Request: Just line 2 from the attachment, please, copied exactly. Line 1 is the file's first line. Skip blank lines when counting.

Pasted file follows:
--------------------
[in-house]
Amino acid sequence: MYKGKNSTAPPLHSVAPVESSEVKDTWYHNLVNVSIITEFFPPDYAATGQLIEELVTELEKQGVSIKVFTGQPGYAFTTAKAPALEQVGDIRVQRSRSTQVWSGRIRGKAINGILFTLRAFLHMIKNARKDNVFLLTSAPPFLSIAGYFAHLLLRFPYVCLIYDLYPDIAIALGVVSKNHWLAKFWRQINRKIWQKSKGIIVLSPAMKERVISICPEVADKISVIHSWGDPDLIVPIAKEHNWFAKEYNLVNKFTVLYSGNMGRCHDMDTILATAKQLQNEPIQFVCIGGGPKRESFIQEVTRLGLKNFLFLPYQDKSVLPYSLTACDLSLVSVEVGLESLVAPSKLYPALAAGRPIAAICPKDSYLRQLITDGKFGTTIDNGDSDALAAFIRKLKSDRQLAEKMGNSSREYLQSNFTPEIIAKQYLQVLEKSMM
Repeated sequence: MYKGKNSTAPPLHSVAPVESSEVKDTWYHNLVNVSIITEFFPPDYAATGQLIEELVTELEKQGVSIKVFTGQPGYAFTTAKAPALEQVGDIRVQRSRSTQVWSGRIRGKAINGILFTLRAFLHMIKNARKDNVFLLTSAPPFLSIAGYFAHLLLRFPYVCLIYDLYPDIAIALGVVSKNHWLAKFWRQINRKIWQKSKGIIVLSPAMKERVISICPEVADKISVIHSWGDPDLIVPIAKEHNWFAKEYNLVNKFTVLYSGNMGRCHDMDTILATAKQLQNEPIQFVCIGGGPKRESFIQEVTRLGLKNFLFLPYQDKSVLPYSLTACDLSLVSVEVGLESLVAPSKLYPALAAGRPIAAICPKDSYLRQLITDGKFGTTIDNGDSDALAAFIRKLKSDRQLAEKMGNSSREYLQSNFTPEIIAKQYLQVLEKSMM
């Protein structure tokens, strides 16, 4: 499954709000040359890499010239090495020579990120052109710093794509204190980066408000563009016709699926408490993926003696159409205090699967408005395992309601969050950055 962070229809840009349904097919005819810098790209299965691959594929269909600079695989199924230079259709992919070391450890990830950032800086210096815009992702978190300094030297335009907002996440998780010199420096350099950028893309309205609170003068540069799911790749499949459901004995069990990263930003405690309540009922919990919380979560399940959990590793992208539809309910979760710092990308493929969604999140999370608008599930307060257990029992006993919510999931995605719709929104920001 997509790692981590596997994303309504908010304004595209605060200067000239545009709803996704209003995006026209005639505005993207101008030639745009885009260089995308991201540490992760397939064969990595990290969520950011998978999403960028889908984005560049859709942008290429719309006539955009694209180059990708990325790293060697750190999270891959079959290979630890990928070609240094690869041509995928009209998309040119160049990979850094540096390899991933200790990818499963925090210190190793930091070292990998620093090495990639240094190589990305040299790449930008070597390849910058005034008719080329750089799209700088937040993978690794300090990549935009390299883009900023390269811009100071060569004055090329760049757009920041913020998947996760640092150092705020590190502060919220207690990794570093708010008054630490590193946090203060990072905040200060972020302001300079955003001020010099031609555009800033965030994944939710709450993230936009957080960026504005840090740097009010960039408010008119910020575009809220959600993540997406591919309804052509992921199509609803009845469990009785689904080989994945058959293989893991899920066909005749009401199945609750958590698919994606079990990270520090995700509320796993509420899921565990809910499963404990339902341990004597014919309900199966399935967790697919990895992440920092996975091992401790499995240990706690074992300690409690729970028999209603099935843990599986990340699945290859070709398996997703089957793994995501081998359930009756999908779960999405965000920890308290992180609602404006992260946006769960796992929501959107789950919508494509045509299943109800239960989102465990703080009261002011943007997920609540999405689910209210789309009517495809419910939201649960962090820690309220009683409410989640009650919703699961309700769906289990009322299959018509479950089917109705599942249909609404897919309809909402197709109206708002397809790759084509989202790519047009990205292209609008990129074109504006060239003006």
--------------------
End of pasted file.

Amino acid sequence: MYKGKNSTAPPLHSVAPVESSEVKDTWYHNLVNVSIITEFFPPDYAATGQLIEELVTELEKQGVSIKVFTGQPGYAFTTAKAPALEQVGDIRVQRSRSTQVWSGRIRGKAINGILFTLRAFLHMIKNARKDNVFLLTSAPPFLSIAGYFAHLLLRFPYVCLIYDLYPDIAIALGVVSKNHWLAKFWRQINRKIWQKSKGIIVLSPAMKERVISICPEVADKISVIHSWGDPDLIVPIAKEHNWFAKEYNLVNKFTVLYSGNMGRCHDMDTILATAKQLQNEPIQFVCIGGGPKRESFIQEVTRLGLKNFLFLPYQDKSVLPYSLTACDLSLVSVEVGLESLVAPSKLYPALAAGRPIAAICPKDSYLRQLITDGKFGTTIDNGDSDALAAFIRKLKSDRQLAEKMGNSSREYLQSNFTPEIIAKQYLQVLEKSMM